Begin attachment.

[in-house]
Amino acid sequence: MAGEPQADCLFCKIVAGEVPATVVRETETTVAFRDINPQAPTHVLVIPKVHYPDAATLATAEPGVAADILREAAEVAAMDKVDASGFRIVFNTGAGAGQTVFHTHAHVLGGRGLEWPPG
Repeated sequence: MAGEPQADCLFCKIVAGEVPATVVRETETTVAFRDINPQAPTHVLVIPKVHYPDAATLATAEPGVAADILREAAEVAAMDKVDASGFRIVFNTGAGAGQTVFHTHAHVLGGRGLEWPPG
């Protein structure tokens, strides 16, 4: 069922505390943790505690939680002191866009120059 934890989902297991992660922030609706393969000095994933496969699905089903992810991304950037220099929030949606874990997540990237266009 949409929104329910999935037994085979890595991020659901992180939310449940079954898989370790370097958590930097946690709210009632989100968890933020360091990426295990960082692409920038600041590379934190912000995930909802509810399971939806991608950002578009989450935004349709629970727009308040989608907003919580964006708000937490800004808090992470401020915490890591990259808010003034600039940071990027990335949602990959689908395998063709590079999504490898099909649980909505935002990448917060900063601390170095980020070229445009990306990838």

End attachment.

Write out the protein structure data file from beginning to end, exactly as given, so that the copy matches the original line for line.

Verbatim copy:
[in-house]
Amino acid sequence: MAGEPQADCLFCKIVAGEVPATVVRETETTVAFRDINPQAPTHVLVIPKVHYPDAATLATAEPGVAADILREAAEVAAMDKVDASGFRIVFNTGAGAGQTVFHTHAHVLGGRGLEWPPG
Repeated sequence: MAGEPQADCLFCKIVAGEVPATVVRETETTVAFRDINPQAPTHVLVIPKVHYPDAATLATAEPGVAADILREAAEVAAMDKVDASGFRIVFNTGAGAGQTVFHTHAHVLGGRGLEWPPG
């Protein structure tokens, strides 16, 4: 069922505390943790505690939680002191866009120059 934890989902297991992660922030609706393969000095994933496969699905089903992810991304950037220099929030949606874990997540990237266009 949409929104329910999935037994085979890595991020659901992180939310449940079954898989370790370097958590930097946690709210009632989100968890933020360091990426295990960082692409920038600041590379934190912000995930909802509810399971939806991608950002578009989450935004349709629970727009308040989608907003919580964006708000937490800004808090992470401020915490890591990259808010003034600039940071990027990335949602990959689908395998063709590079999504490898099909649980909505935002990448917060900063601390170095980020070229445009990306990838």